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What Florida Estate Planning Do I Need as a Single Parent?

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Everyone needs an estate plan. But if you are a single parent with minor children, it is especially critical to have all of your legal affairs in order should the worst occur. If your children’s other parent is already deceased or no longer part of their lives, you need to make sure that they will be provided for if you die or become incapacitated before they reach the age of legal adulthood in Florida.

What Steps Do I Need to Take Now?

First, you need to execute a last will and testament. Some people think a will is unnecessary if they do not own a home or significant assets. But a will is not just about deciding who gets your property. It also nominates an executor to manage those assets for the benefit of your children or other beneficiaries. If you do not have a will, the court will name someone for you, and that may be a relative you do not trust or a person who does not have your children’s best interests at heart.

Second, in addition to a will you should consider creating a revocable living trust. A trust accomplishes many of the same goals as a will–distributing your assets, naming someone to oversee your affairs–but bypasses the formal probate process. In other words, when you die or become incapacitated, a successor trustee can immediately step in and manage your property for your children’s benefit without first obtaining a court order.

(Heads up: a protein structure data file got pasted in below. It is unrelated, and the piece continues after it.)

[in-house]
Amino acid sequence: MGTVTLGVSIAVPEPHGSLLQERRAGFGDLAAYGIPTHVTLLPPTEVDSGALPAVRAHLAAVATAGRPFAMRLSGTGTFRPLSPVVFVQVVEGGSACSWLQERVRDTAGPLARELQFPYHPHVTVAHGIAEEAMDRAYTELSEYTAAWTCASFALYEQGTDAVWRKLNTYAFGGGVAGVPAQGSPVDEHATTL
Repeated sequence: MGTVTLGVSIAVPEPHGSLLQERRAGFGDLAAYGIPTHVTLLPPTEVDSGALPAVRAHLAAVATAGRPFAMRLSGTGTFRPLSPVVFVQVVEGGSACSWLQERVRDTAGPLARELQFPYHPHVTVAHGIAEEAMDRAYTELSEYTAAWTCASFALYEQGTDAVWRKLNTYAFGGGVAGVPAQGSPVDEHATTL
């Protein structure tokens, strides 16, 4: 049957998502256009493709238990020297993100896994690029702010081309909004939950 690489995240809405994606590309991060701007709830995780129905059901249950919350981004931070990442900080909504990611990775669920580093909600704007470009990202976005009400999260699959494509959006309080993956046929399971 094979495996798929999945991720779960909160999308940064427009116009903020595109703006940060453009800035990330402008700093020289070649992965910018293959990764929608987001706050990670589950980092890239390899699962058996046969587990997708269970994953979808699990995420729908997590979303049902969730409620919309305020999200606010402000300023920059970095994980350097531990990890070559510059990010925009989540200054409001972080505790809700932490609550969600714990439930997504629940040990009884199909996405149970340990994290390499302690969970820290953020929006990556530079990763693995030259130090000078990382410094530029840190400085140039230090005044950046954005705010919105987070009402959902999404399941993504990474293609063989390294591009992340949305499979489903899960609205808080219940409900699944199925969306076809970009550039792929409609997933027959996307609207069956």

Third, you must name a “preneed guardian” for your minor children. This is a person you nominate to assume legal custody of your children in the event of your death or incapacity. Under Florida law, a parent’s declaration naming a preneed guardian “constitutes a rebuttable presumption” that person should be appointed by the court. However, only a judge can name a guardian and may determine the person you name is not qualified.

Fourth, you should always have a valid power of attorney. This is a document authorizing someone to act on your behalf with respect to financial matters. For instance, if you are the sole authorized owner of your bank account, your children will not be able to access those funds if you are incapacitated. But with a power of attorney, an agent you name can access your accounts and ensure your children can benefit from those assets.

Finally, make sure any beneficiary designations on your retirement accounts or life insurance policies are in order. These designations override any contrary terms of your will and trust. And while you can name your minor children as beneficiaries, it will be necessary to appoint a guardian to manage those assets until your children turn 18.

Get Help Making a Florida Estate Plan Today

These are just some of the estate planning issues that single parents–and honestly, all parents–need to think about before it is too late. A qualified Fort Myers estate planning lawyer can guide you through this process and help you rest easy knowing that your children will be taken care of if you are no longer around. Contact the Kuhn Law Firm, P.A., at 239-333-4529, to schedule a free initial consultation with a member of our team.

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